Cary Grant.  I’ll watch anything he’s in at least once!  Obviously I’m not the only one who feels this way, given the recent releases of many of his early ‘30s movies on DVD.

6.  Actor/actress you don’t get the appeal for.

John Wayne.

7.  Actor/actress, living or dead, you’d love to meet.

Cary Grant.  I’m reading his daughter’s book now (review to come!), and it’s made me adore him even more than I already did.  I’d love to have known him.  I’d also love to have met Audrey Hepburn, the sweetest lady ever, and Montgomery Clift, because he was so sad and I think he could’ve used a hug.  (And some anti-depressants, bless him.)

8.  Sexiest actor/actress you’ve seen. (Picture required!)

Gary Cooper, no question.  In his prime he was absolutely the sexiest, most beautiful man ever in the movies.  Tall and lanky, with masculine strength and that sweet, shy demeanor, he could wear bespoke European suits or rugged American cowboy gear with equal elegance.  That pretty face and those bedroom eyes, swoon!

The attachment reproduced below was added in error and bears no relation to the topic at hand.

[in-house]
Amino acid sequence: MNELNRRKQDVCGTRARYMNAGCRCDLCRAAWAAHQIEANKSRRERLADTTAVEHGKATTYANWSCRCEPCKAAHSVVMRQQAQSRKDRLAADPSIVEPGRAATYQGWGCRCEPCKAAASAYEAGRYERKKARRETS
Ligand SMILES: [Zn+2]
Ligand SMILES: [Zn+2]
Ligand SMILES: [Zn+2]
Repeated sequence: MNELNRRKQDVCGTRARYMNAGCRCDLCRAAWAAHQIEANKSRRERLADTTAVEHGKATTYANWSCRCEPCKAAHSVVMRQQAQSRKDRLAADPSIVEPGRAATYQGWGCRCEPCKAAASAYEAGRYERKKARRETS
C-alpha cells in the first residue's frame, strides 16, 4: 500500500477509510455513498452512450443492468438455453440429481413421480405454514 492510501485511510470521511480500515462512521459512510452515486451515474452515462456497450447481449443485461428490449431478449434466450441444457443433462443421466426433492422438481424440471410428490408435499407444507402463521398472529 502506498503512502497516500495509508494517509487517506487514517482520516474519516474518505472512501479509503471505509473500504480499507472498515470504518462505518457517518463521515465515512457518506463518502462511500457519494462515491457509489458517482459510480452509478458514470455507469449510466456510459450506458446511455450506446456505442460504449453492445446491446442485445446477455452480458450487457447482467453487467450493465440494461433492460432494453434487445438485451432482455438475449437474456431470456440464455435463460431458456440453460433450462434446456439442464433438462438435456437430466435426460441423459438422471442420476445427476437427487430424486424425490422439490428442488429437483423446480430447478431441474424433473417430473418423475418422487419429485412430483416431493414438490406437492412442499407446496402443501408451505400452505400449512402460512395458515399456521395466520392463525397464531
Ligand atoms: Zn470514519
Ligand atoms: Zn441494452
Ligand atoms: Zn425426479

He was basically catnip for women, both on and off screen, and continues to be dreamy even to girls born many years after died.  I think I’d better add him to question #7, above!  I’d love to have met Coop, that’s for sure.  Preferably alone on a deserted tropical island.

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9.  Dream cast.

Cary Grant and Barbara Stanwyck in a romantic comedy.  Why did that never happen?

10.  Favorite actor pairing.

Rock Hudson and Doris Day.  They were so much fun together.

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11.  Favorite movie setting.  

Paris.  So many of my favorite movies take place there:  An American in Paris, Gigi, Sabrina, Funny Face, Charade.  Heck, pretty much every Audrey Hepburn movie is set in Paris!

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12.  Favorite decade for movies.

Probably the ‘30s.

9th May 1934: Myrna Loy (1905 - 1993) and William Powell (1892 - 1984) play sleuthing couple Nick and Nora Charles in 'The Thin Man', directed by W S Van Dyke.

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Mr Deeds Goes to Town

Swing Time